By Drew Lindsay, Peter Olsen-Phillips, and Eden Stiffman
Fidelity Charitable Gift Fund, the nonprofit spinoff of big asset-management company Fidelity Investments, knocked United Way Worldwide out of the No. 1 spot in this year’s Philanthropy 400, The Chronicle’s annual ranking of charities that raise the most from private sources.
This changing of the guard in American philanthropy is a sign of how the competitive landscape and donor interests are evolving, marking the first time an organization that primarily raises money for donor-advised funds has held this top spot. United Way, a mainstay of American charity since its founding in 1887, was pushed from the top rung for only the second time since the Philanthropy 400’s 1991 debut.
For years, the two organizations had been neck and neck in the rankings. In 2015 Fidelity bolted far out front, collecting $4.6 billion, a 20 percent increase from 2014. United Way saw donations drop by 4 percent to $3.7 billion.
Fidelity, only 25 years old, has rapidly ascended over legacy organizations like the Salvation Army (No. 6), the American Red Cross (No. 31), and Harvard University (No. 14).
Rounding out this year’s top five are Feeding America, an organization that supplies most of the nation’s food banks; Schwab Charitable, another donor-advised fund created by a commercial investment house; and Catholic Charities USA.
Bigger Does Better
The shake-up in the rankings comes as many of the nation’s largest nonprofits continue to outperform smaller ones. The charities on the Philanthropy 400 raised 7 percent more last year than in 2014, compared to the 4 percent increase for all charities tabulated by “Giving USA,” a highly regarded annual report on the state of U.S. philanthropy.
This disparity in growth rates is unsurprising, says Una Osili, director of research at Indiana University’s Lilly Family School of Philanthropy, which does the research for “Giving USA.” Large charities have bigger fundraising staffs and more resources to help them pursue gifts, she says.
The Philanthropy 400 rankings are based on money charities raise from foundations, corporations, and individuals. Altogether, donations to groups on the list topped $104 billion, a new high, and represented $1 of every $4 donated to charity.
Just 119 groups on this year’s list reported a decline in giving in 2015.
United Way’s drop is the latest in a string of disappointments for the venerable charity. When adjusted for inflation, its fundraising is less than two-thirds what it was in 1990.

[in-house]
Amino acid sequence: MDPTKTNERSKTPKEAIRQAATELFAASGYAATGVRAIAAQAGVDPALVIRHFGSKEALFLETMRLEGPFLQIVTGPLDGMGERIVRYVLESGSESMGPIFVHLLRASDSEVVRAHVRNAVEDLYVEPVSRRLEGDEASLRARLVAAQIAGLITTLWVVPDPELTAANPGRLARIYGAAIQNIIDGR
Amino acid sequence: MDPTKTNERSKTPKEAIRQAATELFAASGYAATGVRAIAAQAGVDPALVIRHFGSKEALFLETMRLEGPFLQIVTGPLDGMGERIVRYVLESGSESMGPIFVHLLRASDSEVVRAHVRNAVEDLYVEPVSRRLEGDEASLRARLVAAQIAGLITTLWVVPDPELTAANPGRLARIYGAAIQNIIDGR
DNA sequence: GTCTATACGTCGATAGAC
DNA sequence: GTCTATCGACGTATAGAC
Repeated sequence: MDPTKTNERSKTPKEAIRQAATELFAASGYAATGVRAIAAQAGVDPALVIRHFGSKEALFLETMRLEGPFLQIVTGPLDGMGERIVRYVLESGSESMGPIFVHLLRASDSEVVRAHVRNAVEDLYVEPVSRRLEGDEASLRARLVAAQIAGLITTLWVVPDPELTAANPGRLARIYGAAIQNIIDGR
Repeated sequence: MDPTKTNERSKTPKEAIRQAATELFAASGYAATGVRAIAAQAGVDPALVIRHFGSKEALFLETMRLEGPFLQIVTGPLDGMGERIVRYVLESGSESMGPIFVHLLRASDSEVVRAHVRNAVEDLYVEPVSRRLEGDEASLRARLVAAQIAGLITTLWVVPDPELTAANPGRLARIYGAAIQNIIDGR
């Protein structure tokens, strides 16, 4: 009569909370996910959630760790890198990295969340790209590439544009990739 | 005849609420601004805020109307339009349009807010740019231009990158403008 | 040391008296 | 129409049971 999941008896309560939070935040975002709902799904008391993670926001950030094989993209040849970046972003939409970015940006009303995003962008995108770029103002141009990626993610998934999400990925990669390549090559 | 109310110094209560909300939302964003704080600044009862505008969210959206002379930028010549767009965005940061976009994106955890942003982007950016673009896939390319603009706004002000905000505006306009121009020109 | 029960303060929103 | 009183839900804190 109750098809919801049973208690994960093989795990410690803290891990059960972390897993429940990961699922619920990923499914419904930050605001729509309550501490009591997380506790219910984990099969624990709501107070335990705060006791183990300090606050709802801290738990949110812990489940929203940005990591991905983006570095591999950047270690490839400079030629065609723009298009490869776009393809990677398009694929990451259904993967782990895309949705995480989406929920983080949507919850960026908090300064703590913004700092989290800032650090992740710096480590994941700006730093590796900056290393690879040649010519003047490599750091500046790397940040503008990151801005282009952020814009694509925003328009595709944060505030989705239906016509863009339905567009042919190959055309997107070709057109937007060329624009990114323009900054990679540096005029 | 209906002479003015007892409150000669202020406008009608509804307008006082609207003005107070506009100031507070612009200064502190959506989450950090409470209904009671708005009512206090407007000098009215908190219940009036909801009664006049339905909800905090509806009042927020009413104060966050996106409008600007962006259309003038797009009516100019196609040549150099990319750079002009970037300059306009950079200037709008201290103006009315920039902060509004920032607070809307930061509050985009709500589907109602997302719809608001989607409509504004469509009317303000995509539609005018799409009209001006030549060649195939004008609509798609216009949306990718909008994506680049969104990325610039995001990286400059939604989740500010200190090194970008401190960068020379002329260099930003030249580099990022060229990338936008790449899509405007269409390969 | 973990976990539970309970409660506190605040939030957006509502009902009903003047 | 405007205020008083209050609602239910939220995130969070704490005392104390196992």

Brian Gallagher, president of United Way Worldwide, says the decline reflects fundamental economic shifts — including corporate consolidation and wage stagnation — that undercut the charity’s bedrock workplace-giving programs.
“Middle-class Americans haven’t seen an increase in income over 30 years and that affects us directly,” says Mr. Gallagher, who notes that United Way’s average contribution is $365. The minimum a donor must give to contribute to Fidelity Charitable is $5,000.
Fidelity has boomed in large part because it has invested heavily in making online-giving transactions painless for the donors, says its president, Pamela Norley.
“A lot of what [donor-advised funds] have brought to charities and our donors is really technology,” she says. “It’s an intermediary between the donor and charity that allows the process of giving to be simpler and more transparent and easier for record-keeping.”
A donor-advised fund operates almost like a charitable savings account; donors get the same tax benefit they would receive with a gift to a food bank or homeless shelter, but the money is often held in the fund for many years and invested. Though the nonprofit managing the fund technically controls the money, donors recommend which charities should get gifts and when.
Donor-advised funds could soon account for 10 percent of all giving from individuals, according to an analysis of data from “Giving USA” and the National Philanthropic Trust, itself a donor-advised-fund provider that ranked No. 17 on this year’s Philanthropy 400.
Unlike foundations, donor-advised funds are not subject to any payout requirements. Critics of the vehicles worry that donor dollars can sit in the accounts indefinitely, steering management fees to for-profit parent companies but not benefiting individual charities.
But substantial amounts are making their way to nonprofits’ coffers. With $15 billion in assets under management, Fidelity Charitable awarded more than $3 billion in grants to nonprofits last year, more than double the total from just four years ago. If this trajectory continues, it could soon eclipse the Gates Foundation as America’s biggest grant maker.
Winners and Losers
Social-service organizations still capture more donor dollars than any other cause. However, a 15-year analysis of the largest social-service charities shows several perennial giants declining or flattening while smaller organizations — often bolstered by donations of food, medicine, and other goods — are faring better. While United Way’s drop was most jarring, the Red Cross, Goodwill Industries International (No. 18), and the Salvation Army also faltered. Only four of the top 10 social-service groups increased giving in 2015 — the Y (No. 12), Feeding America, Habitat for Humanity International (No. 20), and the Wounded Warrior Project (No. 56).
Over all, the social-service organizations on this year’s list chalked up just a 2 percent increase in contributions since last year’s report.
Other trends in the Philanthropy 400:
The three top international groups on the Philanthropy 400 receive at least half of their contributions in the form of medicines and other in-kind donations.